Thank Goodness for the Rain!

It’s almost as if I can hear the fields breathing a sigh of relief…  When the sun comes out again, it will be madness out there! The crops, the weeds–everything will take off.  Right now we get a little respite from weeding.  Just enough time to catch our breath.

We have finally added chickens to our little farm.  Last night we picked them up from farmer friends of ours.  They spent the night in the back of my truck and were excited to get out of it in the morning.  They’ve laid some eggs, which Justin has ‘reserved’ for the farmstand, even though I’m dying to eat one!  The hens are big and gorgeous ladies.  The eggs will not be certified organic but we will feed them primarily on veggies, bugs and organic layer pellets.  It’s lots of fun to have more animals on the farm, especially ones that are so completely different than the rabbits.  I have to be careful that I don’t let these entertaining creatures distract me too much from growing vegetables!

003One of the exciting developments in the past two weeks is the appearance of flowers on our tomatoes.  We had such a terrible tomato crop last year that the health and beautiful of our current plants seems miraculous.  Everything growing on the plastic mulch is doing so well, partially because of the increase heat under there but also because we’ve been able to irrigate them regularly.  The greens in the field have had to rely on their root systems to get to moisture under the hot dust.  Last week we finished planting the melons and the long-season brassicas (storage cabbage and broccoli).  When I think of all the tender roots we put into hot soil I’m even more thankful for this rain!

Tomorrow we open our farmstand at noon!  We’ll have salad mix and mustard greens, fresh eggs, radish, and plant starts for all you procrastinating gardeners.  If you’ve planted your garden and found you just need a couple more zucchinis or maybe a hollyhock next to your front door, we’ve got you covered.  We have limited supply of plants and we’re only offering them tomorrow and Saturday, so don’t miss out!  For the adventurous, we even have some popcorn plants!

Last year's hollyhocks at the farm.  We have a small number of hollyhock plants available for sale!

Last year’s hollyhocks at the farm. We have a small number of hollyhock plants available for sale!



Sunny Days and Thaws

Sunny days mean the snow is melting.  Two feet of slushy mess makes the walk to the greenhouse a bit treacherous, one mis-step off the path lands you in the snow.  It means we’re replacing our socks multiple times a day but that’s a small price to pay for sunshine.  Everyday more soggy, brown grass shows up along the edge of the greenhouse or the wash and pack shed.  It’s messy but fabulous!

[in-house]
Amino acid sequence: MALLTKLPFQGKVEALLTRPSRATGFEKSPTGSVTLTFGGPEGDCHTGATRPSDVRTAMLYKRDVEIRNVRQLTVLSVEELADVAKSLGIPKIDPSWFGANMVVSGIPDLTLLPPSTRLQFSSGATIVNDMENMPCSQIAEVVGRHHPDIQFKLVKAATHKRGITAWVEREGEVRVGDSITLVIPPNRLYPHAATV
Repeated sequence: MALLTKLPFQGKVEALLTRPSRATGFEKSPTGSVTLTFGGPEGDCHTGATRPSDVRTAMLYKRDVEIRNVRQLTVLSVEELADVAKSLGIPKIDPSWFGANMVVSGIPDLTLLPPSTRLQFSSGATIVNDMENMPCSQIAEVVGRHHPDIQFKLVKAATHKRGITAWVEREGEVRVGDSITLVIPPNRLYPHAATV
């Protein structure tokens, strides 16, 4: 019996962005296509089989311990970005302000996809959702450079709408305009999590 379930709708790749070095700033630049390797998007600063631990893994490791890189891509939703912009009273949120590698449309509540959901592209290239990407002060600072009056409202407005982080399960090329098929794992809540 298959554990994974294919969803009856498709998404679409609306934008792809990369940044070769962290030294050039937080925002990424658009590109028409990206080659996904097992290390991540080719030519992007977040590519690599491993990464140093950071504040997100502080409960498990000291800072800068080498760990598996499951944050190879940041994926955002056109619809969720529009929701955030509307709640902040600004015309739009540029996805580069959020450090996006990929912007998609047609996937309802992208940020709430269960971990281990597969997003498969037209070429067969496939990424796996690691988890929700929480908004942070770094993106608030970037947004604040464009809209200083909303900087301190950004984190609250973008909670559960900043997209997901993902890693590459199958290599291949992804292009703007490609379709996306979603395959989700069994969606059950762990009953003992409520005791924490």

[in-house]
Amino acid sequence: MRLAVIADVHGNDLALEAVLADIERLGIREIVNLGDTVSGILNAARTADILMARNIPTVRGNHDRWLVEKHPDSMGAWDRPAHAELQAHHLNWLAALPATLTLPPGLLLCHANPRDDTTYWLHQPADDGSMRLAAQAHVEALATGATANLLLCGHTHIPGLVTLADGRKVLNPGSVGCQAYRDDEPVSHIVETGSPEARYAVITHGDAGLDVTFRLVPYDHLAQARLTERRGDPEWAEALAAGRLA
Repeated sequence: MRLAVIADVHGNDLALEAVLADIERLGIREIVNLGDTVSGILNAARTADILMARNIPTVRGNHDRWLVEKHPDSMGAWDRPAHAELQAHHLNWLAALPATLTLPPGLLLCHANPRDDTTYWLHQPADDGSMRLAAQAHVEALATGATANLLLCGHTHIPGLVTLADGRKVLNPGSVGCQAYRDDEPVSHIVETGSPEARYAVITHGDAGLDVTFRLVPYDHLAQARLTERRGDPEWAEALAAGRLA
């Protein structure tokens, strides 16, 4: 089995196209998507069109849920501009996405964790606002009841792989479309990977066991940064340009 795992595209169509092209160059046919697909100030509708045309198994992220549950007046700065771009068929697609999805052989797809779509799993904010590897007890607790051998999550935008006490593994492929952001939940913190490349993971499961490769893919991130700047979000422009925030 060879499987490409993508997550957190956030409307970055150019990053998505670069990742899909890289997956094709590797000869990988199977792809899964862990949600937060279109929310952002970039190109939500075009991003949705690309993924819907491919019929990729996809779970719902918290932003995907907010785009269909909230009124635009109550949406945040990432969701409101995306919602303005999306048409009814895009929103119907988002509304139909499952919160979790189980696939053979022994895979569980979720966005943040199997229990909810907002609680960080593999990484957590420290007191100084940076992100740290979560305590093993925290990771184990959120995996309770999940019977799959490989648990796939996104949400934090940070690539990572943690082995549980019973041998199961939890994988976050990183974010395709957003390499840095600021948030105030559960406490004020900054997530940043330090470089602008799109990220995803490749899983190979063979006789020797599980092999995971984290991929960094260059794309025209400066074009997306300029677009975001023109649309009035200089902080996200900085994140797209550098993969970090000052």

Our greenhouse is up and going, with the heat mat keeping our plants at a nice 77 degrees.  The onions and shallots have been seeded as well as a whole host of herbs.  At night, when it’s 40 degrees, we cover everything up with plastic and a blanket and during the day we open the doors when it’s 90 degrees.  With the greenhouse up and going we begin months of constant monitoring: Running to open windows when a cloudy day suddenly becomes sunny or running to close the windows when a cold wind blows in.  The trials and mishaps of monitoring the greenhouse reminds me of the first coldframe we built.  We found these two 4′ x 4′ windows for free and decided to build a base for them.  They were incredible heavy and curved, so they weren’t the best windows for what we were doing.  When we finally finished our coldframe we were so excited that we immediately put our tender celeriac and onion seedlings inside.  That day turned out to be sunny and cold.  Justin and I were threshing beans and freezing in the shade of the barn.  When I went to check on the seedlings after a couple of hours, I found our plants melted inside a coldframe that had gotten to over 130 degrees inside.  Thinking it was such a cold day, we hadn’t opened the windows at all.  That night I tried to save the onions by meticulously separating them with tweezers.

As long as we make sure not to cook our plants, the heat that the greenhouse can offer is great for growing.  It allows us to grow tomatoes, eggplants and peppers and it’s not a bad place to hang out when we’re cold and missing those summer days.  Today I carried a lawn chair down and made a space for myself to sit and relax.  Now all I have to do is find my sunglasses.


Hey-Zeus prefers to sit outside in the sun while we work in the greenhouse.